Hacked Opera starts spinning like crazy


Although the Opera web browser client is no longer the big 'little player' that it used to be having long since been eclipsed by the likes of Chrome and Firefox in the Internet Explorer alternatives stakes, it can still claim more than 300 million users and a place as world's most popular browser for mobile phones. So when you learn that Opera Software, the company in Norway behind the Opera browser, has admitted that its internal network infrastructure has been hacked you have every right to be a little concerned. That concern may grow a bit when you discover that "at least one" code-signing certificate was stolen. It starts getting a tad on the large side when, in the next breath, Opera Software also admit that certificate has been used to "distribute malicious software which incorrectly appears to have been published by Opera Software, or appears to be the Opera browser" according to an official spokesperson.


However, for me, my concern turns obese when the public announcement of the hacking and that certificate theft, along with the admission of the malicious software distribution as a direct result, is spun out under the headline of: "Security breach stopped". Erm, hang on a moment, that rather suggests that there is nothing to see here, that the security at Opera Software was all good and the bad guys were thwarted. Or at least it would if the statement that follows didn't take a whole week to arrive after Opera discovered security had been breached, didn't refer to that code-signing certificate theft and subsequent malware distribution as being of 'limited impact' and almost write off the fact that "a few thousand Windows users who were using Opera between 01.00 and 01.36 UTC on June 19th, may automatically have received and installed the malicious software".

Kudos to Opera Software for going public, that's always the best policy. I'm no advocate of immediate knee jerk reaction disclosures either as they invariably land the publisher in hot water. However, a week to make this announcement? C'mon people. Kudos to Opera Software for rolling out a new version of Opera which will use a new code signing certificate as well. But to say it's doing this "to be on the safe side" when the company has already admitted a malware version has been distributed really does stink of letting the PR men take hold of the security disclosure reigns. After all, as Malwarebytes Senior Security Researcher, Jerome Segura, states that "it would appear as though the bad guys went as far as pushing the update onto some of Opera's 300 million users for a 36-minute period, meaning they had access to Opera's infrastructure during that time".

"Users are strongly urged to update to the latest version of Opera as soon as it is available, keep all computer software up to date, and to use a reputable anti-virus product on their computer" the official Opera Software statement reads. But I'd rather be reading less of the damage limitation spin and polish, and more on how the hackers got in and what steps have been taken to prevent this happening again. As security expert Graham Cluley says "in these situations, transparency is often the only way to turn a potential disaster into an opportunity to rekindle some love from users".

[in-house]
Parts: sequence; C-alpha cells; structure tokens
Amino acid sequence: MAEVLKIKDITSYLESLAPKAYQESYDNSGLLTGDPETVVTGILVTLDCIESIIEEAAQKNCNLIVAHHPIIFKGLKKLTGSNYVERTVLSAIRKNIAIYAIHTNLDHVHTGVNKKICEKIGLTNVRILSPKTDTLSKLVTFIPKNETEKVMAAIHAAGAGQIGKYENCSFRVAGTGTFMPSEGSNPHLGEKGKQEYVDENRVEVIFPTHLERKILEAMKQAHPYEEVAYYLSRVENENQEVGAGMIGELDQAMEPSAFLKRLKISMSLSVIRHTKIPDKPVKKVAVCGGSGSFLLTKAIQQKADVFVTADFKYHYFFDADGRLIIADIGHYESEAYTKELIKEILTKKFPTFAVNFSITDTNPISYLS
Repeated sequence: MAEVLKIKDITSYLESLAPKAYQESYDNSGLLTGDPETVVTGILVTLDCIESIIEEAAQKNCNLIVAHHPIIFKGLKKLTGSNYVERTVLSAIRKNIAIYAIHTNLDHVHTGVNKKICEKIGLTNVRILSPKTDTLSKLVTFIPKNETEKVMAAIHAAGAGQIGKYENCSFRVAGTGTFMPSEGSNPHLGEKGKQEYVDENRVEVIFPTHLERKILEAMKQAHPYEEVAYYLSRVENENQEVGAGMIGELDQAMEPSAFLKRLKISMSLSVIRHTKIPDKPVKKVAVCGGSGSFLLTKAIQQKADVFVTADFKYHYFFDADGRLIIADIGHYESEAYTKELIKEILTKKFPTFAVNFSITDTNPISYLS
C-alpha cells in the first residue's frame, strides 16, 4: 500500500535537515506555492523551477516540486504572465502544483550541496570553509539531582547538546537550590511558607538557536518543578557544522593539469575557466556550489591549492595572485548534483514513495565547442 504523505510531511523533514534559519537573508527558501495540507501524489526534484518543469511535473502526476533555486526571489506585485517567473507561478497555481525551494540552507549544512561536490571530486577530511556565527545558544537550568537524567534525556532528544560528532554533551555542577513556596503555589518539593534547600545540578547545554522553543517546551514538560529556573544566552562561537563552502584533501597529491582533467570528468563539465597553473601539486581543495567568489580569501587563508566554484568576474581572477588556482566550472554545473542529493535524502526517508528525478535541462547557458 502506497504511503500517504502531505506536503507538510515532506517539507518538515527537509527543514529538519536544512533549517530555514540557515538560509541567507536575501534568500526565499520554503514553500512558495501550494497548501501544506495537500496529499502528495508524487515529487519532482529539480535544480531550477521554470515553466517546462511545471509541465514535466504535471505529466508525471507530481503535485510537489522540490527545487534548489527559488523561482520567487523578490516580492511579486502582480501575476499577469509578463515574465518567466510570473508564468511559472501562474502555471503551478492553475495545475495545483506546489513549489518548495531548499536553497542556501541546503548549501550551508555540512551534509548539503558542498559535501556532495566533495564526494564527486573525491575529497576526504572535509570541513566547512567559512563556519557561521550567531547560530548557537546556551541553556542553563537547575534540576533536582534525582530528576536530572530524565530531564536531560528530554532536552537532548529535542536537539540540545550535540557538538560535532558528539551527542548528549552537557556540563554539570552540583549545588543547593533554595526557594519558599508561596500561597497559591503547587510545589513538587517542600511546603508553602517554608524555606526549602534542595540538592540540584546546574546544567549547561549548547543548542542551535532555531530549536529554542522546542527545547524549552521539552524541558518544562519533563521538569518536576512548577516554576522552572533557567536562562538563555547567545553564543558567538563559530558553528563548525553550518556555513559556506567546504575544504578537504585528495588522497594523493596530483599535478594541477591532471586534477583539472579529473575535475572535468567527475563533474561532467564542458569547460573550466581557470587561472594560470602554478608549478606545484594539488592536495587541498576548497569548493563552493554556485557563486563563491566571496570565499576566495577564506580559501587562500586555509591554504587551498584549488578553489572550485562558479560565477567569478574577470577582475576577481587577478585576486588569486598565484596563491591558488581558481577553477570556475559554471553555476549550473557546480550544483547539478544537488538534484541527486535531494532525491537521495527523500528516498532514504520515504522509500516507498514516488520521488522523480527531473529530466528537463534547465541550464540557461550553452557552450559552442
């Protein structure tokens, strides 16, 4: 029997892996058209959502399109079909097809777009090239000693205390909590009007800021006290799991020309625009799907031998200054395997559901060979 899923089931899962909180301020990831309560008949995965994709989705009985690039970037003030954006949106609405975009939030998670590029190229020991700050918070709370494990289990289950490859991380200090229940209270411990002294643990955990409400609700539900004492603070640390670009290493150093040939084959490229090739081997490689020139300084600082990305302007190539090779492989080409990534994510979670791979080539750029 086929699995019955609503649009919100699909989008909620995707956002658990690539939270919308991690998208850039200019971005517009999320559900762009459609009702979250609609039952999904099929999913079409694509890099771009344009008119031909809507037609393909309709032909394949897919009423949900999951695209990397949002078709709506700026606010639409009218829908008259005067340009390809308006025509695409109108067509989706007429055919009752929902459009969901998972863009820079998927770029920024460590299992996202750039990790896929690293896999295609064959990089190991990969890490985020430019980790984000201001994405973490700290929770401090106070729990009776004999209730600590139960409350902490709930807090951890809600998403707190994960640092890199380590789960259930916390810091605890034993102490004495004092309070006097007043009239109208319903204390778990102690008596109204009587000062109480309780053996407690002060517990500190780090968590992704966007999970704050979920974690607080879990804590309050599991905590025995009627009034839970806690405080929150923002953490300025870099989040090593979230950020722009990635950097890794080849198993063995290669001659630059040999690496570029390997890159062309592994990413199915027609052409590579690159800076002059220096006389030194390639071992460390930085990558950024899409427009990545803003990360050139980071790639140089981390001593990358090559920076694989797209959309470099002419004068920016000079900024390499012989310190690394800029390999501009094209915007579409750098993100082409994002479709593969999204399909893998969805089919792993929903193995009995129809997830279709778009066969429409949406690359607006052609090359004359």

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Davey Winder

I've been a freelance word punk for more than two decades and for the last few years an Editorial Fellow at Dennis Publishing. Along the way I have been honoured with a Technology Journalist of the Year award, and three Information Security Journalist of the Year awards. Most humbling, though, was the Enigma Award for 'lifetime contribution to IT security journalism' bestowed on me in 2011. As well as working for DaniWeb I have been a Contributing Editor with PC Pro (the best selling IT magazine in the UK) for twenty years.


It is unfortunately that this has happened to Opera. They are our biggest competitor in the mobile browser arena and we have a LOT of respect for them. The fact is that this can happen to anybody. Let your guards down in any small area for just a minute and some opportunistic creep will exploit it. We learn from our mistakes, and what differentiates the good companies from the bad is how they deal with it. Admit you screwed up, fix it, and move on are the hallmarks of a good company - one you can trust.

That said, we (Nokia) are going to eat Opera's lunch! At least in the mobile universe. :-) At least that's what we'd like to think... :lol:


Opera has been one of, if not the, most innovative browser developers since perhaps Netscape. It's good to know this hasn't floored them.

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However, for me, my concern turns obese when the public announcement of the hacking and that certificate theft, along with the admission of the malicious software distribution as a direct result, is spun out under the headline of: "Security breach stopped"

I heard this on the news a week ago. I am a bit surprise that someone was able to do this Opera browser.

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